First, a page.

As it turned out, Jason just wasn’t that popular.

Batman arrived just in time to see his partner die. He raced back to the states, where the Joker had somehow gained diplomatic immunity by allying himself with a sovereign nation that happened to have a terrorist regime in charge. Batman and Superman foiled the Joker’s scheme to kill the delegates to the United Nations, but the murderer escaped again.

With one Robin dead and the other separated from him, Batman slipped into a depression. He became more brutal on the streets, a fact that was not lost on a young boy… named Tim Drake. Even as a small child, Tim had been amazed at Dick Grayson’s feats at the circus, and one day he saw a news broadcast of Robin in action, performing the same triple somersault that Dick had. Tim deduced Robin’s identity, and from there, Batman’s as well. Seeing what Jason’s death had done to his hero, Tim tracked down Nightwing and confronted him with his knowledge, trying to get him to return to Batman’s side.

Unsure what to do, Dick brought Tim to his former mentor. Batman did not want a partner, though, and was in the middle of tracking down Two-Face. Nightwing went out to help him, but Tim, back at the Batcave, deduced they were walking into a trap. Donning Jason’s old costume, he rescued them both and Batman relented, training him for a few months before unveiling Tim Drake as the new Robin.

Life wasn’t rosy for the Bat-family after that. Tim’s mother was murdered and father maimed by the Obeah Man. Batman had his spine broken and sent a newcomer, Azrael, on the streets in his place. After Azrael went nuts and the family had to take him down, Dick took on the Batman mantle for a few months so Bruce could finish his recovery. It was not until then that the two proud men finally buried the hatchet and admitted that they loved one another as a father and son. Bruce even eventually adopted Dick Grayson legally.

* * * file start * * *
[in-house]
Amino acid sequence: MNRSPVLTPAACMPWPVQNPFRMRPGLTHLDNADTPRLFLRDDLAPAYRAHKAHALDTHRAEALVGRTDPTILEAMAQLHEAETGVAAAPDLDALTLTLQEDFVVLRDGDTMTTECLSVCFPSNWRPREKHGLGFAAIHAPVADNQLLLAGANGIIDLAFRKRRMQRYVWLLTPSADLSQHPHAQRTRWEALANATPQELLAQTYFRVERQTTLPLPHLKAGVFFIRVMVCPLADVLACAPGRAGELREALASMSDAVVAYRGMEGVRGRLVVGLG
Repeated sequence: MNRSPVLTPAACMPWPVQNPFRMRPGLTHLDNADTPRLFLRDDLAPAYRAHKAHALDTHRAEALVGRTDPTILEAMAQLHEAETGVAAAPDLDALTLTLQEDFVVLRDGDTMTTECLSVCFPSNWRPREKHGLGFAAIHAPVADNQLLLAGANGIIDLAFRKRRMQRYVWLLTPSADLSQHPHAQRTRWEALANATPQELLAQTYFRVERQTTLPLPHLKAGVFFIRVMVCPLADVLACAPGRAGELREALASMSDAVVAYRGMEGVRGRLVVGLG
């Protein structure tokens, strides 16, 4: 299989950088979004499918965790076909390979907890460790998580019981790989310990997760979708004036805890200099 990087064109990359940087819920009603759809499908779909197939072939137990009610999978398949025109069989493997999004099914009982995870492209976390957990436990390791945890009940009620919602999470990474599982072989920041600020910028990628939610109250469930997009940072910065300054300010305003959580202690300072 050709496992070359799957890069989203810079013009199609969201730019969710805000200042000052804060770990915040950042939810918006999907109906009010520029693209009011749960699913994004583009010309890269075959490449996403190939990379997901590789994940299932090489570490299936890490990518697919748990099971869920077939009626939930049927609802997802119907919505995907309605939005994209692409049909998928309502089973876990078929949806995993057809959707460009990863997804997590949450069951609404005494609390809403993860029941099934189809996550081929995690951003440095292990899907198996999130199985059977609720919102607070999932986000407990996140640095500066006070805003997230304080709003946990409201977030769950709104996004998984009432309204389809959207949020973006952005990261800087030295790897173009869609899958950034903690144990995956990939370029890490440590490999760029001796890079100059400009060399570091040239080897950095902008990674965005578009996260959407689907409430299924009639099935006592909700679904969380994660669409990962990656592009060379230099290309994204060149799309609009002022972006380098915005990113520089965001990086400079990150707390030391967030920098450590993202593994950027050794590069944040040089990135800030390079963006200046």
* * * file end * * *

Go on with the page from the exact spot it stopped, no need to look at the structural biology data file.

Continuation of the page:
Then Jack Drake found something out.

Jack discovered the truth about his son, Tim, who was leading a double life as Robin. He broke into the Batcave and held a gun on Bruce until his son came back, and father and son had a talk. Tim finally agreed, for the sake of his father, to quit, and Gotham City was again left without a Robin.

But not for long.

Tim’s girlfriend, Stephanie Brown, led a double life as well. The daughter of the villainous Cluemaster, she prowled the streets as the would-be superhero Spoiler. Batman had briefly trained her, but “fired” her after declaing her unfit. With Tim sidelined, Steph approached Batman again… and to her shock, was admitted into the family as the fourth Robin.

The question now is, why? Bruce had declared her unfit before. Did he change his mind? Did she prove herself? Or was it a ploy to try to lure Tim back? And more importantly, would the new Robin be able to survive the assassin named Scarab, who is dancing across Gotham murdering young men she suspects may be Robin?

Lots of questions. Few answers.

But that should bring you up to speed. A lot of information, to be sure, but it’s not nearly as complicated as Supergirl’s history, is it? You guys really should be reading this title — one of the best in the bat-family at the moment, after Birds of Prey, and one that Willingham has made a favorite of mine again. The whole thing twists on you again today, and you’ve got no excuse not to follow through and check it out.


I’m afraid this may become something of a redundancy with me over the next five months, but Identity Crisis #2, simply put, blew me away. We learn why Elongated Man suspects Dr. Light murdered his wife, we learn what the Justice League did all those years ago that they’re so ashamed of, and we learn something pretty horrifying right at the end. And I haven’t the slightest idea where it’s going next. And that is a great thing.

Blake M. Petit is the author of the superhero comedy novel, Other People’s Heroes, the suspense novel The Beginner and the Christmas-themed eBook A Long November. He’s also the co-host, with whoever the hell is available that week, of the 2 in 1 Showcase Podcast and the weekly audio fiction podcast Blake M. Petit’s Evercast. E-mail him at and visit him on the web at Evertime Realms. Read past columns at the Everything But Imaginary Archive Page, and check out his new experiment in serial fiction at Tales of the Curtain.